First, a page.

ISCM in general are rare; they account for 4.2% to 8.5% of the metastases of the central nervous system, the primary tumor is often localized in the lung (48%) followed by breast (16%) [1]. Metastases of laryngeal cancer are relatively rare, occurring in about 19% of cases [3]. Medullary location is exceptional, and to our knowledge only two cases have been reported in the literature (Table 1) [4, 5]. Three modes of dissemination are possible explaining these metastatic localizations: hematogenic, by contiguity, or by carcinomatous meningitis [6, 7]. The single cervical spinal cord metastatic localization in our patient advocates in favor of a spread by contiguity rather than hematogenous dissemination. MRI represents the examination of choice in case of suspicion of ISCM. The T2 sequences show a hyperintensity reflecting the existence of a tumor infiltration. After injection of gadolinium, the contrast is frank, nodular or annular, sometimes surrounded by a hypo-intensity related to peritumoral edema [1, 7]. The clinical and metastatic context, the radiological aspect and the chronology of the events allowed us to retain the diagnosis of ISCM in our patient. The poorly differentiated character and the presence of perineural invasion are the most prognostic factors reported in the literature [2, 8]. These predictive elements were reported in the initial pathologic examination in our patient explaining the evolution and aggressiveness of his disease. It is recognized that local recurrence favors lymph node recurrence, which in turn promotes the development of metastases. The majority of authors insist that recurrences are more often detected by complementary examinations in asymptomatic patients [9]. In our patient, the imaging allowed us to detect suspicious internal jugular lymphadenopathy and confirmed histologically, whereas the clinical examination had not demonstrated palpable lymphadenopathy. There is currently no consensus regarding the treatment of these recurrences with ISCM [1]. Radiotherapy with or without corticosteroids is the most widely reported protocol in the literature. Chemotherapy is used as adjuvant therapy for multiple metastases. Surgery is reserved for radio-resistant ISCM or ISCM unique limited well without other secondary locations, it allows a stabilization or regression of neurological disorders, and an improvement in overall survival [1, 10].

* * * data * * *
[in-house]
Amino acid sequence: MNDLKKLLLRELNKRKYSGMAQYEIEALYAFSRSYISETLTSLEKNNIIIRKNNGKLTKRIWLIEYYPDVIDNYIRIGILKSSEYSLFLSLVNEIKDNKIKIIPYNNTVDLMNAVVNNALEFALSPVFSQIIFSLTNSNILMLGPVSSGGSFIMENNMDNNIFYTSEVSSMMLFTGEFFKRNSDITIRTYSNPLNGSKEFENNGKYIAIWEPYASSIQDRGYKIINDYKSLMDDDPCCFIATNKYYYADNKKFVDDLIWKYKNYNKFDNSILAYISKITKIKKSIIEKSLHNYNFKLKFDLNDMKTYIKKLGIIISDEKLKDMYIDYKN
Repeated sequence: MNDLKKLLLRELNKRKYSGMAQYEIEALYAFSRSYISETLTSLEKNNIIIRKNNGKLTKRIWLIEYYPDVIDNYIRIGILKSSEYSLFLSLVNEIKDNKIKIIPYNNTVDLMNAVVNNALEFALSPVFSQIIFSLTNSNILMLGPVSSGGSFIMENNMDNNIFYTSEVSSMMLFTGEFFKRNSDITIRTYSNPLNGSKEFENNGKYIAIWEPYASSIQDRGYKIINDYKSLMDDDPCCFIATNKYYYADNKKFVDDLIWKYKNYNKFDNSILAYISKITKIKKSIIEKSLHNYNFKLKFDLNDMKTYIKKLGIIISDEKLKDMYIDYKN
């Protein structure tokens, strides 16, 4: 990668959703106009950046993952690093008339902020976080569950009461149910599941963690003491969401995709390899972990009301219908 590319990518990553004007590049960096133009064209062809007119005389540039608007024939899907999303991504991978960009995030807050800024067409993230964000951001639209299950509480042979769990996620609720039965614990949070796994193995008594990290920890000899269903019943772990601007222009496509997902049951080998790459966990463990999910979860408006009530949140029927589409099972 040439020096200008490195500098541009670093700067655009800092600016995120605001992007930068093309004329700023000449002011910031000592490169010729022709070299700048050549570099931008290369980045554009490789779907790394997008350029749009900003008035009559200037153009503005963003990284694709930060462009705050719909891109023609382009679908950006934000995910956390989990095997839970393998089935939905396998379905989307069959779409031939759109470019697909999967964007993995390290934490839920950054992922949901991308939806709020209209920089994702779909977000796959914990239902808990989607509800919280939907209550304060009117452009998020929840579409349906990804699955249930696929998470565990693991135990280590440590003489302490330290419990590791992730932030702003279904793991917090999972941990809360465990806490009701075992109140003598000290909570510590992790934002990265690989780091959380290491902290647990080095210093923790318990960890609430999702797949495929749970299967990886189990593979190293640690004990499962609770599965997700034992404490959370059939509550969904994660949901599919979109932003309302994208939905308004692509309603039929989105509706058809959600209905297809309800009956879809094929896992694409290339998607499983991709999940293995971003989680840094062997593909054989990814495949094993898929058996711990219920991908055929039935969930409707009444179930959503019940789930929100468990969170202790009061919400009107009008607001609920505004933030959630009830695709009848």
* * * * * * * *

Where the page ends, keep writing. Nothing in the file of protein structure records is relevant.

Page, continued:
Conclusion Up    Down

ISCMs of laryngeal cancer are exceptional. Our case illustrates the difficulty of diagnosis of recurrence based on a simple physical examination, and the contribution of MRI in the detection of these metastases. The therapeutic attitude is controversial due to the lack of controlled studies on the effectiveness of different approaches. The most important predictor of functional outcome is certainly neurological status; therefore, early diagnosis is the key to improve the prognosis.



Competing interests Up    Down

The authors declare no competing interest.



Authors’ contributions Up    Down

Mohamed sahli: data collection and manuscript preparation; Bouchaib Hemmaoui: manuscript preparation; Fouad Benariba: manuscript preparation and review. All authors read and approved the final manuscript. All authors have read and agreed to the final version of this manuscript and have equally contributed to its content and to the management of the case.



Table and figures Up    Down

Table 1: characteristics of ISCM cases of laryngeal cancer described in the literature

Figure 1: carcinological control endoscopy showing a right arytenoid edematous aspect filling the homolateral piriform sinus without suspect lesion

Figure 2: a cervical tomodensitometry showing a right hypopharyngeal process measuring 30 × 27mm coming into contact with the right primitive carotid artery

Figure 3: A) sagittal MRI and axial T1 sequence with gadolinium injection: annular contrast enhancement zone at the anterior portion of the cervical spinal cord opposite C4-C5 (arrow); B) Sagittal MRI T1 sequence: isointense nodule (arrow); C) Sagittal MRI T2 sequence: fusiform aspect of the spinal cord resulting in an intramedullary edema (arrow)



References Up    Down